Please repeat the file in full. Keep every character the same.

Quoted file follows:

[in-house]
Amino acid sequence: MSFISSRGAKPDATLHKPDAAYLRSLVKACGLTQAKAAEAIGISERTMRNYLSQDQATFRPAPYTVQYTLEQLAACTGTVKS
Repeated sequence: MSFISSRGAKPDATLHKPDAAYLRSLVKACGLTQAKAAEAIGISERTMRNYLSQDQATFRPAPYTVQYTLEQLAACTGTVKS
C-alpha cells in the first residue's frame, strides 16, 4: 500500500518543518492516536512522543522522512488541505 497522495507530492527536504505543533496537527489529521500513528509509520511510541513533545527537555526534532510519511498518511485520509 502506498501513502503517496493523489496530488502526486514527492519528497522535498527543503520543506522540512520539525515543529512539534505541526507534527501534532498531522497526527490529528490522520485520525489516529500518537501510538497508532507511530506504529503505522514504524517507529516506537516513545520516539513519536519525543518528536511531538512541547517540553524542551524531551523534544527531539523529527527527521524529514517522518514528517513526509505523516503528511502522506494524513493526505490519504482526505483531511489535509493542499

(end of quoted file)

[in-house]
Amino acid sequence: MSFISSRGAKPDATLHKPDAAYLRSLVKACGLTQAKAAEAIGISERTMRNYLSQDQATFRPAPYTVQYTLEQLAACTGTVKS
Repeated sequence: MSFISSRGAKPDATLHKPDAAYLRSLVKACGLTQAKAAEAIGISERTMRNYLSQDQATFRPAPYTVQYTLEQLAACTGTVKS
C-alpha cells in the first residue's frame, strides 16, 4: 500500500518543518492516536512522543522522512488541505 497522495507530492527536504505543533496537527489529521500513528509509520511510541513533545527537555526534532510519511498518511485520509 502506498501513502503517496493523489496530488502526486514527492519528497522535498527543503520543506522540512520539525515543529512539534505541526507534527501534532498531522497526527490529528490522520485520525489516529500518537501510538497508532507511530506504529503505522514504524517507529516506537516513545520516539513519536519525543518528536511531538512541547517540553524542551524531551523534544527531539523529527527527521524529514517522518514528517513526509505523516503528511502522506494524513493526505490519504482526505483531511489535509493542499